As one of three planets in the habitable zone of our sun, Mars is ripe for study. While Venus is similar in size to Earth, its atmospheric composition is such that anything we try to send down to the surface gets crushed within minutes.
This makes Mars the best place, outside of Earth, itself, to send probes and landers. And over the decades, we’ve sent many spacecrafts to Mars to study the surface history of the planet by examining canyons, rocks, soil, and weather patterns.
But soon, scientists at NASA are going to go “in depth” in their research of Mars. Launched on March 5th, the first NASA spacecraft to venture to the Red Planet since the Curiosity Rover arrived in 2012 will touch down on November 26th.
Short for Interior Exploration using Seismic Investigations, Geodesy and Heat Transport, the lander is designed to study the crust, mantle, and core of the planet.
By studying the interior structure of Mars, scientists will be able to get information about the early formation of rocky planets, like those in our inner solar system.
Insight will be measuring tectonic activity, as well as meteorite impacts.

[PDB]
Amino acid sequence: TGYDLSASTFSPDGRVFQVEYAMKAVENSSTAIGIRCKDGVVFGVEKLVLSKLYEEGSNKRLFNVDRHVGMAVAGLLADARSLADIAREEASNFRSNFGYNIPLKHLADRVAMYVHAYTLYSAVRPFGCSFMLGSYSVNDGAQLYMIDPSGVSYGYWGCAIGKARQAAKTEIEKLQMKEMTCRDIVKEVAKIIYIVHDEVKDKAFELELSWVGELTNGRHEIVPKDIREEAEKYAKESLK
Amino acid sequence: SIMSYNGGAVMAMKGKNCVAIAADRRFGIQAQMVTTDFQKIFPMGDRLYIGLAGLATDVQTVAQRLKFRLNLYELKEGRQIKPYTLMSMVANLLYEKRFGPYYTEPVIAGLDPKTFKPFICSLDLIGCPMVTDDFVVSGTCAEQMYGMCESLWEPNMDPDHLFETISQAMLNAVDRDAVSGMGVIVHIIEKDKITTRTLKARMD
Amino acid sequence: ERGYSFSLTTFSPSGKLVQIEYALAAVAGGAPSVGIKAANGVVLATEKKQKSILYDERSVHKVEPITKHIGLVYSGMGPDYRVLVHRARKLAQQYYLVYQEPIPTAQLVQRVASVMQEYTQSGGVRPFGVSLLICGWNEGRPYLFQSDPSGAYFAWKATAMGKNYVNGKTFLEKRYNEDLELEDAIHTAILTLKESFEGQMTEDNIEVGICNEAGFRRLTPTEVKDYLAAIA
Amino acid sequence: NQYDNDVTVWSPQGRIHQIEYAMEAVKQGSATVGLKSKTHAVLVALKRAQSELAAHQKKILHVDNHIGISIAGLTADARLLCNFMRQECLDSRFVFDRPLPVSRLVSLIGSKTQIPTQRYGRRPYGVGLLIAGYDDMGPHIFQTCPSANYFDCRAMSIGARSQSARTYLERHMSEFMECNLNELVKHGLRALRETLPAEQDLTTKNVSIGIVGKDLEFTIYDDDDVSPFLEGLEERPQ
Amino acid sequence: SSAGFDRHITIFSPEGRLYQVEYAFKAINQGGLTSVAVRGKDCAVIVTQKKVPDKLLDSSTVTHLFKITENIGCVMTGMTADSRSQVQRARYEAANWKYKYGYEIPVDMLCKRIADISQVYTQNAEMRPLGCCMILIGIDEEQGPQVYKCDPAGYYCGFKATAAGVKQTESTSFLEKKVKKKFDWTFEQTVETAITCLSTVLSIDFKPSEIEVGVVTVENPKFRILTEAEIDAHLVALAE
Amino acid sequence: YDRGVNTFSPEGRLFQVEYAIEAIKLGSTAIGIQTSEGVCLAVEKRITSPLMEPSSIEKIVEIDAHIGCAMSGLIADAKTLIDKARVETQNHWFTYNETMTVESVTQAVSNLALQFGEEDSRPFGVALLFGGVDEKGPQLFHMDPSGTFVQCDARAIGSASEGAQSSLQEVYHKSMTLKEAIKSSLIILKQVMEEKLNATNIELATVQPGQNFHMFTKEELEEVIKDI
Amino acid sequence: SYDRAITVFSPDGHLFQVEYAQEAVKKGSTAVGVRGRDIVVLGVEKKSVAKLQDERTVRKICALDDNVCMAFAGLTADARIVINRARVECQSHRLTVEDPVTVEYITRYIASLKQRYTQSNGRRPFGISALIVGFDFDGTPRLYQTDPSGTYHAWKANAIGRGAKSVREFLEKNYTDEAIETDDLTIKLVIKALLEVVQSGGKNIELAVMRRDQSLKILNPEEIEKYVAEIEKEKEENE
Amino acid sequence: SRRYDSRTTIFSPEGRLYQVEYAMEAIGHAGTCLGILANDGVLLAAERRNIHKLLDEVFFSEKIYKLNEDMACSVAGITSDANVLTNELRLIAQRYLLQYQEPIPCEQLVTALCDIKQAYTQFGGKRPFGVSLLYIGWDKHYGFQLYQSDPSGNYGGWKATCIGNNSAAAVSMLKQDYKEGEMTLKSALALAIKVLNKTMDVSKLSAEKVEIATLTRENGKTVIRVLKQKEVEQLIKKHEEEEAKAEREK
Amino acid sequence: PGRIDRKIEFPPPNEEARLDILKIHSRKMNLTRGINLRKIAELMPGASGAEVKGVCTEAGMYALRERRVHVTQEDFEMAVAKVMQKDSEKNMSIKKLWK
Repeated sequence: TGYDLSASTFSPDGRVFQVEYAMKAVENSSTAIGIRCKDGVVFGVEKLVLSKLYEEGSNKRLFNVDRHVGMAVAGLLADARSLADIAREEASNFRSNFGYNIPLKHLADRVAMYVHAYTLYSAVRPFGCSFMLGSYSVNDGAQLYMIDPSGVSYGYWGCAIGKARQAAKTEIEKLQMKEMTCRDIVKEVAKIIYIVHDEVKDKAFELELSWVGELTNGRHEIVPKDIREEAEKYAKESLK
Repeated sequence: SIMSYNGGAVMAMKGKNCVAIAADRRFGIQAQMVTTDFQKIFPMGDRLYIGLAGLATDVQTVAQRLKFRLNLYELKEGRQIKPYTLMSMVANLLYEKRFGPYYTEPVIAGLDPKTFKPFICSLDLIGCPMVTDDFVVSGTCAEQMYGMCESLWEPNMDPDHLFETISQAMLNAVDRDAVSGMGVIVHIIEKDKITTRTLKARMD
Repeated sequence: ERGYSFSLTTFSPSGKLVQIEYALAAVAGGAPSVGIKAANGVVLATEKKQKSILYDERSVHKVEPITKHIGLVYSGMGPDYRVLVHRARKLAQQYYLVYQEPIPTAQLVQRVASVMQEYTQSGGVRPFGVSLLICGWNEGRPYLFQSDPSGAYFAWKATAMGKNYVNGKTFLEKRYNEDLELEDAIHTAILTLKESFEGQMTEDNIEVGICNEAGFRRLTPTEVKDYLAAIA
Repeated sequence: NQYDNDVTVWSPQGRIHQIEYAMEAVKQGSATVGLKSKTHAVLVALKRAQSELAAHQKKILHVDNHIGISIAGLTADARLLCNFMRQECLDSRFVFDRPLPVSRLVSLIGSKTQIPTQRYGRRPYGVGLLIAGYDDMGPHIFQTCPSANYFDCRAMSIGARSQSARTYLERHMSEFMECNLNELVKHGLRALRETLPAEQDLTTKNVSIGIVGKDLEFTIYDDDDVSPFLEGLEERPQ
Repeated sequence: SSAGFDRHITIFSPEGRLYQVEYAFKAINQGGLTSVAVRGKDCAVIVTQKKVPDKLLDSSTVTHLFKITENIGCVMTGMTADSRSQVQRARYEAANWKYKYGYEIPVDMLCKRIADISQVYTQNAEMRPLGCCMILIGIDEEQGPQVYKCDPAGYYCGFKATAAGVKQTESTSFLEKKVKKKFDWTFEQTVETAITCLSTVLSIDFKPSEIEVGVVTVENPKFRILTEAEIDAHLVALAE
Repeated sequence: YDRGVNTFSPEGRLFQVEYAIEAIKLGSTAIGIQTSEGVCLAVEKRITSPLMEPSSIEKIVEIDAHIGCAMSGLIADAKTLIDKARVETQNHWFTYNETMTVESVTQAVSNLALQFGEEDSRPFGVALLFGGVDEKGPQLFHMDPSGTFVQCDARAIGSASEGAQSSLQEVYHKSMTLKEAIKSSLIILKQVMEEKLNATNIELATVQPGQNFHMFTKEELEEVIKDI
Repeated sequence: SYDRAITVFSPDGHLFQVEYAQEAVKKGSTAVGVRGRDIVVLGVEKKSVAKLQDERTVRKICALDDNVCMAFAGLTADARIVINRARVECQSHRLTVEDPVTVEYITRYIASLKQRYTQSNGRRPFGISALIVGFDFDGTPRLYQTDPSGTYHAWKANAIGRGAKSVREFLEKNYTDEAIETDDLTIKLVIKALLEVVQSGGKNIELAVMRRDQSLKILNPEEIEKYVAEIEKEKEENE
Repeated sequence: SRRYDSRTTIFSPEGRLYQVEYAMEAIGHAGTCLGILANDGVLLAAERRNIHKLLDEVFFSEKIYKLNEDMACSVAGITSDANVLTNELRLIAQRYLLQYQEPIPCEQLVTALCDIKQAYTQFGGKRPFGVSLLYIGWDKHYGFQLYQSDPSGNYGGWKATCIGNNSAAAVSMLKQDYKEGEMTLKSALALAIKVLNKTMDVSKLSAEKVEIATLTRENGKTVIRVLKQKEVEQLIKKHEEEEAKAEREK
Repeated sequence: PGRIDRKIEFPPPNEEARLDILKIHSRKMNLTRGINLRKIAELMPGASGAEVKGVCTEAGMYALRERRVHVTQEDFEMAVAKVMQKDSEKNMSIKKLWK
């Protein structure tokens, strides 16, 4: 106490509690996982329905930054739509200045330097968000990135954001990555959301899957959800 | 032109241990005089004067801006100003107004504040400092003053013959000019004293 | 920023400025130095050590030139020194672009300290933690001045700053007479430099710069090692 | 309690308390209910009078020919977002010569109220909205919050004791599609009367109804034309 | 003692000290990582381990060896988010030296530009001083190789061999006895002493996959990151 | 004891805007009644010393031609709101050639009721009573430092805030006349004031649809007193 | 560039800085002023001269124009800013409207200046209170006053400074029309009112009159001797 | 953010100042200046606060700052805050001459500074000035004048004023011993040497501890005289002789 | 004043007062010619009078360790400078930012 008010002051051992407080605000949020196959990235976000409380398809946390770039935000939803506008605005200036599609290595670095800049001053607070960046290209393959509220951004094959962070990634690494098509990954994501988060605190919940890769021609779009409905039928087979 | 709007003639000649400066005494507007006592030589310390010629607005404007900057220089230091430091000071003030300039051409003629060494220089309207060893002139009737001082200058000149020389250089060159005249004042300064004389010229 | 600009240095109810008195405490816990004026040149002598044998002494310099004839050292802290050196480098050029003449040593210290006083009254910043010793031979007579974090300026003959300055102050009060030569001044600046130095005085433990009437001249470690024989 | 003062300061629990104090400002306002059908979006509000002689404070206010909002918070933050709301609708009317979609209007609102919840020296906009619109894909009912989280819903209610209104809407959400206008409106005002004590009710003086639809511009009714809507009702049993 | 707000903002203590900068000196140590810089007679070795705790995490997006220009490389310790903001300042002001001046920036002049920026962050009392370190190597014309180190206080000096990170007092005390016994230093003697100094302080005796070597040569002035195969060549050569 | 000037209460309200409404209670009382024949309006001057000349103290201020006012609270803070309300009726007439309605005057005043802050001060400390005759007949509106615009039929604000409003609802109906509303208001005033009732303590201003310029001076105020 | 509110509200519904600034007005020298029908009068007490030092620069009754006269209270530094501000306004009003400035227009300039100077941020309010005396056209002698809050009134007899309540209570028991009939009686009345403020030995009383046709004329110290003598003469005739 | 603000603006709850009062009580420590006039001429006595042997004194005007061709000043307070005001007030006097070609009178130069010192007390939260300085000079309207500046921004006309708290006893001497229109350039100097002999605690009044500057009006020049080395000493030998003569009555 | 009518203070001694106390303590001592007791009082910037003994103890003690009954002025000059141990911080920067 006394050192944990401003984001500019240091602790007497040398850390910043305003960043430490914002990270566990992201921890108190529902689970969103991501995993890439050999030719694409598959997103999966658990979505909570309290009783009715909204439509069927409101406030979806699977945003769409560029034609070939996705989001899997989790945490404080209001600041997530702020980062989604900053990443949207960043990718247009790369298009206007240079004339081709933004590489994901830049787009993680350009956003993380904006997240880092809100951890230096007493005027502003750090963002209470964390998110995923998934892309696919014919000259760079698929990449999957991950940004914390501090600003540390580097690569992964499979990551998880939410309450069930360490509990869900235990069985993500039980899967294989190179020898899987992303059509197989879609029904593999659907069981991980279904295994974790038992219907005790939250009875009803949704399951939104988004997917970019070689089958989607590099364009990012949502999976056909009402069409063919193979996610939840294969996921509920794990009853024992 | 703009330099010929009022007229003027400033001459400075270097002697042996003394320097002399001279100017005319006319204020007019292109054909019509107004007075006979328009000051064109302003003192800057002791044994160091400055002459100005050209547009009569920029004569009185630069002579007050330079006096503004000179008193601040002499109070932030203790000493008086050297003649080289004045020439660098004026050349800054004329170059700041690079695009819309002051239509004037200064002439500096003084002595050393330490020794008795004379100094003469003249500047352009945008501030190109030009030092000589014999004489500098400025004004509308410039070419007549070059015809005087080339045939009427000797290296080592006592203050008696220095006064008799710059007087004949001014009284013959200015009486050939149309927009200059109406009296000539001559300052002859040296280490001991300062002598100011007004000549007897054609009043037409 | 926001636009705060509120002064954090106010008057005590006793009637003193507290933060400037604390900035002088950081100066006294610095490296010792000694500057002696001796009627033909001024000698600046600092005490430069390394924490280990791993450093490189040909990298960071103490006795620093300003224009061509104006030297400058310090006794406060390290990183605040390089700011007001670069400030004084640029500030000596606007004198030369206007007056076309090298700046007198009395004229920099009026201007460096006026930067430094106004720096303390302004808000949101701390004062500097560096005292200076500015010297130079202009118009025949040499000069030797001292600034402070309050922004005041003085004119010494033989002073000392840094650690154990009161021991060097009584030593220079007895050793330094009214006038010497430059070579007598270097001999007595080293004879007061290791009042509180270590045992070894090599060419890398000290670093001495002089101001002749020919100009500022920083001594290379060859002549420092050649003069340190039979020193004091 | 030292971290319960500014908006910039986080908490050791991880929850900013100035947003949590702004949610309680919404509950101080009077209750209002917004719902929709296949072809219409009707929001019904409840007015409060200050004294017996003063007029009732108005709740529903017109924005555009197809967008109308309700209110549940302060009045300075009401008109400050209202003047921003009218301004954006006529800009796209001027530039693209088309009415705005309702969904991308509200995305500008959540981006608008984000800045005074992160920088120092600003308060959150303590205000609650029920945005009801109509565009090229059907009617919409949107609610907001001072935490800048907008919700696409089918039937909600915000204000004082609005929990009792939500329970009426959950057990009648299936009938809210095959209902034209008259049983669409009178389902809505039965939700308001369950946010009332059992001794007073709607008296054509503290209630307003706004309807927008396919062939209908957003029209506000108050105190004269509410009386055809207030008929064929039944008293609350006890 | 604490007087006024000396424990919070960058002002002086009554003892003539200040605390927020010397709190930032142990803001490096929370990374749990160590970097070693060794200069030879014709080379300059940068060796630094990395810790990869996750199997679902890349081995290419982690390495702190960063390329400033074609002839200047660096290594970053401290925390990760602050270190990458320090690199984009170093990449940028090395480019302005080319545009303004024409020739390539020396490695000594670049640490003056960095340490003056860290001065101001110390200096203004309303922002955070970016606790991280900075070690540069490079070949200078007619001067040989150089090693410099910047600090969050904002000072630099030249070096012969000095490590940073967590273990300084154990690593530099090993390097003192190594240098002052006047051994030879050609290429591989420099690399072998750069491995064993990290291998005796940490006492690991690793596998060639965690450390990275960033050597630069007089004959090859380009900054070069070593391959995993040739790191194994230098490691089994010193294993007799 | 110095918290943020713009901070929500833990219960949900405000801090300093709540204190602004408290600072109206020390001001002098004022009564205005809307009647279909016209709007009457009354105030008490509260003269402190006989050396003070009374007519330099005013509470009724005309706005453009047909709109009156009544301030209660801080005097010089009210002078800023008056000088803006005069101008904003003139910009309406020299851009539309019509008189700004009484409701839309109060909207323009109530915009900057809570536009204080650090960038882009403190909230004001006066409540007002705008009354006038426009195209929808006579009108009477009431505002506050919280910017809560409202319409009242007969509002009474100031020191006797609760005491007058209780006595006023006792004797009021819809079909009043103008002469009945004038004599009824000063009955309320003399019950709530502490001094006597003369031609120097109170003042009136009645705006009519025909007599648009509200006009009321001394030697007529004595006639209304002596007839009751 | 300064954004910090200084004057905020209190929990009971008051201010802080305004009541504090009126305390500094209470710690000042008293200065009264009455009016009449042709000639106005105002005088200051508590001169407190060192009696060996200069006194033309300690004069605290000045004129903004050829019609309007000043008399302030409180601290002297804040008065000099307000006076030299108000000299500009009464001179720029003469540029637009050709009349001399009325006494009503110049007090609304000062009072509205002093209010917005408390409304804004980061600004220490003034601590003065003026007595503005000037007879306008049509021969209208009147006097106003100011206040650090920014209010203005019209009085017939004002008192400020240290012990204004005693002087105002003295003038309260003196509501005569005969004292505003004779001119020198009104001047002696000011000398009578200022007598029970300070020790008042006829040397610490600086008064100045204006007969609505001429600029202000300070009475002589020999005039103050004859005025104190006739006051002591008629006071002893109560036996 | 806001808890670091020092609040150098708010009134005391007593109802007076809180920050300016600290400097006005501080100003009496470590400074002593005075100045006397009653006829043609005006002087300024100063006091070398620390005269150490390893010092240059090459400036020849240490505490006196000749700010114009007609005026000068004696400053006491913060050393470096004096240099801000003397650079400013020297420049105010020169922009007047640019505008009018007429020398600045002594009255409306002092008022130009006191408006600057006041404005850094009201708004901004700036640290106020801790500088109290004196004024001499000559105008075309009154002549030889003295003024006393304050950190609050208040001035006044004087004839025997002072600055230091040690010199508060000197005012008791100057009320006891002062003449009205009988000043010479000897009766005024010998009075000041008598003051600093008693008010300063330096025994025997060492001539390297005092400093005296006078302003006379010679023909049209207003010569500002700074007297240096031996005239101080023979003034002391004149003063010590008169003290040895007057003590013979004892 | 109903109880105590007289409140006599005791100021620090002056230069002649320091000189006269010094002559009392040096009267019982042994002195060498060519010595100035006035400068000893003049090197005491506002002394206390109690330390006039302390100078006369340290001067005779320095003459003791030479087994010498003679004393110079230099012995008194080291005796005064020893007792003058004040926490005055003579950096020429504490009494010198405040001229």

You’ll remember that in recent news, there was controversy over an icy cloud formation over the summit of Arsia Mons that some believed was actually a volcanic eruption in progress. InSight will answer whether any volcanic activity has occurred in recent decades.
The InSight lander is being followed to Mars by two smaller spacecraft called CubeSats, according to NASA. Mars Cube One (MarCo) will be the first deep-space mission for the CubeSats.
As MarCo makes its scheduled flyby of Mars, it will attempt to relay data from the InSight lander as it enters the planet’s atmosphere and lands.
To ask mission experts live questions about the mission, you can use #askNASA.